Although even today bigos is relatively unknown in the United States, I managed to sample it in the 1970s at Boston's Café Budapest, where it was a menu fixture. The first piquant bite of fresh and pickled cabbages merging with the myriad meats and spices remains clear in my mind to this day.
Michael swore by the recipe in "Nela's Cookbook" by Nela Rubinstein, Lithuanian-born wife of the late Arthur Rubinstein and daughter of the illustrious conductor Emil Mlynarski, first director of the Warsaw Philharmonic. I borrowed Michael's copy of the 1983 volume, and was as taken with Nela's story as I was with her recipes.
This stew can also contain honey, apples, dried plums, bacon and ham.
As a child, she spent long days in the kitchens of her mother's Lithuanian estate watching cooks prepare traditional dishes. The family was driven from Lithuania by the advent of World War I. They moved first to Moscow and then to Warsaw at the close of the war, bigos went with them all the way and it became Nela's piece de resistance.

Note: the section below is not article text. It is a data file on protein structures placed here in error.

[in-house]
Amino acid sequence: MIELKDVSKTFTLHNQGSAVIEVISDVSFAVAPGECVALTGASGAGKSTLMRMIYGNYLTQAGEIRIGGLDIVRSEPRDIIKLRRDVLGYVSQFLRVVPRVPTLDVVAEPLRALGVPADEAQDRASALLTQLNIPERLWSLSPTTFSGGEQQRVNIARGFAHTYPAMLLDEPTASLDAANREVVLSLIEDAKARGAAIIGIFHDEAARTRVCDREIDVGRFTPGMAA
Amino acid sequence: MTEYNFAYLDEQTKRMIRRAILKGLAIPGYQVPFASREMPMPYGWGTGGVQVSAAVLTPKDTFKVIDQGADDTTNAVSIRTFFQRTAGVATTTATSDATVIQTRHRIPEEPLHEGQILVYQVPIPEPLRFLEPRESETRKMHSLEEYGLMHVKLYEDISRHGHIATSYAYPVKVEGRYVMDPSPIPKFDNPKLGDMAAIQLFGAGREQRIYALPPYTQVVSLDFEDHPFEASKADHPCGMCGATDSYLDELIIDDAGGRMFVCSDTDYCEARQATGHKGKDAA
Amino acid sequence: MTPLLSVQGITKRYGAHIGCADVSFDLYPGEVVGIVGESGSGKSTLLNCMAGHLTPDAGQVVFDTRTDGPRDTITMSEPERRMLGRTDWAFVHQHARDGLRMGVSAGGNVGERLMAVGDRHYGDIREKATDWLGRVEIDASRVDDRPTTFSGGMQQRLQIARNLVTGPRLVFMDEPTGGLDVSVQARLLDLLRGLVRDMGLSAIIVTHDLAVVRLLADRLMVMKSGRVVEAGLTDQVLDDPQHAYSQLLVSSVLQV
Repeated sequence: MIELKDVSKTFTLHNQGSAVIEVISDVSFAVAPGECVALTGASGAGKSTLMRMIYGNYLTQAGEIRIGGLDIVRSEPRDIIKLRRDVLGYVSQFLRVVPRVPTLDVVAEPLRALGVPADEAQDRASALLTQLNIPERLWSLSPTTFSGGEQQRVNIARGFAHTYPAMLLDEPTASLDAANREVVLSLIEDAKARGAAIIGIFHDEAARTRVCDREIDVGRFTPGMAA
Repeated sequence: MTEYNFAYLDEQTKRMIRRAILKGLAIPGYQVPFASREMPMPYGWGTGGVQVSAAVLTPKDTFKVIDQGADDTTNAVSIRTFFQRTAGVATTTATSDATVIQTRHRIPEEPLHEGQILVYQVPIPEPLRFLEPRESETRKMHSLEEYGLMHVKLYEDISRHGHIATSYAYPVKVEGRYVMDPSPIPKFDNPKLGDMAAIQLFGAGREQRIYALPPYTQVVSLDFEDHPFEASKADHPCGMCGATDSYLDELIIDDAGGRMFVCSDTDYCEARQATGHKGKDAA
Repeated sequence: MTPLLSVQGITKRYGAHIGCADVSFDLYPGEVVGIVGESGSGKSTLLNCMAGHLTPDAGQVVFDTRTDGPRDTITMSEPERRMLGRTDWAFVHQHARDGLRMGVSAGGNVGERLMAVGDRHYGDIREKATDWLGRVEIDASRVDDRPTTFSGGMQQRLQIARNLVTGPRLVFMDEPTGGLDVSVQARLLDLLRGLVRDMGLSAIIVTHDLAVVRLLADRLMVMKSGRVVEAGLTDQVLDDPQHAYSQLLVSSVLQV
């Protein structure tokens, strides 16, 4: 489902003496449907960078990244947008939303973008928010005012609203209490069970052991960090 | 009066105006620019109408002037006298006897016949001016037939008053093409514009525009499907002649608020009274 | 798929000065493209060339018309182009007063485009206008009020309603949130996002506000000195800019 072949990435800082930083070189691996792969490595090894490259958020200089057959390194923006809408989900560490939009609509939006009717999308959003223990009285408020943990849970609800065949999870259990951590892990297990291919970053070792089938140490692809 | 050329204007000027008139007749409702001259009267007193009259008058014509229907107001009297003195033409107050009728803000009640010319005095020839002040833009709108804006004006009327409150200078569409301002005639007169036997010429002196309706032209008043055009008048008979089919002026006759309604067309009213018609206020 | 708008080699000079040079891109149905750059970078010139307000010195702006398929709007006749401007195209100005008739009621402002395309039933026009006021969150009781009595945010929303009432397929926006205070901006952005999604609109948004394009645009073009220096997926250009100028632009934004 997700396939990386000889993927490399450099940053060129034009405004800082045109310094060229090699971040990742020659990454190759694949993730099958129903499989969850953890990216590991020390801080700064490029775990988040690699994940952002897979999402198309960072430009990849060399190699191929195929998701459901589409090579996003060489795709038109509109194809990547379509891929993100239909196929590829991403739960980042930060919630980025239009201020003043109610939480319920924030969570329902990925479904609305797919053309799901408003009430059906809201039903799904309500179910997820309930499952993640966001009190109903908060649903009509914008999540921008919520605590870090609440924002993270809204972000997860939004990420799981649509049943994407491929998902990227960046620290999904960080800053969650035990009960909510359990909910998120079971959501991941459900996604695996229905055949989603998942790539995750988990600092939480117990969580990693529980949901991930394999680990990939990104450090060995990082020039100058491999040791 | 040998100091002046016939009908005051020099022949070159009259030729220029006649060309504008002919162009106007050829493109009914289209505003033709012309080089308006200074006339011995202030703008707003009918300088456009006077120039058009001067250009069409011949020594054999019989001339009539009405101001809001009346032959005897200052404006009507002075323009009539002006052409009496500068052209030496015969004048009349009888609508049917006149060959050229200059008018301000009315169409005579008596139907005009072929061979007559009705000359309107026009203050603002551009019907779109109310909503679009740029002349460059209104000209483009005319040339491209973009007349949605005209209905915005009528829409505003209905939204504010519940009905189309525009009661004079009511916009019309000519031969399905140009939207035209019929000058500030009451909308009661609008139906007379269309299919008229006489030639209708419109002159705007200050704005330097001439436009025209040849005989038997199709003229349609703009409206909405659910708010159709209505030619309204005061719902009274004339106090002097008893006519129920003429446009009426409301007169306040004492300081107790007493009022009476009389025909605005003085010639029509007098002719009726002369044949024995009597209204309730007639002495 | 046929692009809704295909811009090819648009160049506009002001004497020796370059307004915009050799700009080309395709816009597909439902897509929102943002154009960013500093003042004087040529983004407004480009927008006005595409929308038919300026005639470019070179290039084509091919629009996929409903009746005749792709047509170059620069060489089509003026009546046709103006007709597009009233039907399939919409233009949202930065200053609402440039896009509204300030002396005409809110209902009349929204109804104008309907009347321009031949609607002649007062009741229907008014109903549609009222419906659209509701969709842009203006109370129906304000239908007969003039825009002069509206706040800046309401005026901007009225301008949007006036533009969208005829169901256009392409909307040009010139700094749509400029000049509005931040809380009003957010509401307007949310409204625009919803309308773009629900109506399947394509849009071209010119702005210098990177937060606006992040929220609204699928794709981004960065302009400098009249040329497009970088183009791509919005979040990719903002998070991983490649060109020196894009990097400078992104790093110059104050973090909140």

Nela met Arthur Rubinstein, arguably the greatest pianist of the modern era, through her father. After their marriage in 1932, they spent their first years together on tour, dining out in one famous restaurant after another. The new bride soon discovered she had "an odd but very useful talent." In her book, she tells us that "much as one might have a musical ear, I had the ability to decipher and identify the ingredients in even fairly elaborate dishes—and made a sort of game…of reproducing them at home without asking for recipes." Nela began experimenting in the couple's Montmartre studio, progressing quickly from simple scrambled eggs to more challenging soufflés, pierozkis, borschts and crème brûlées.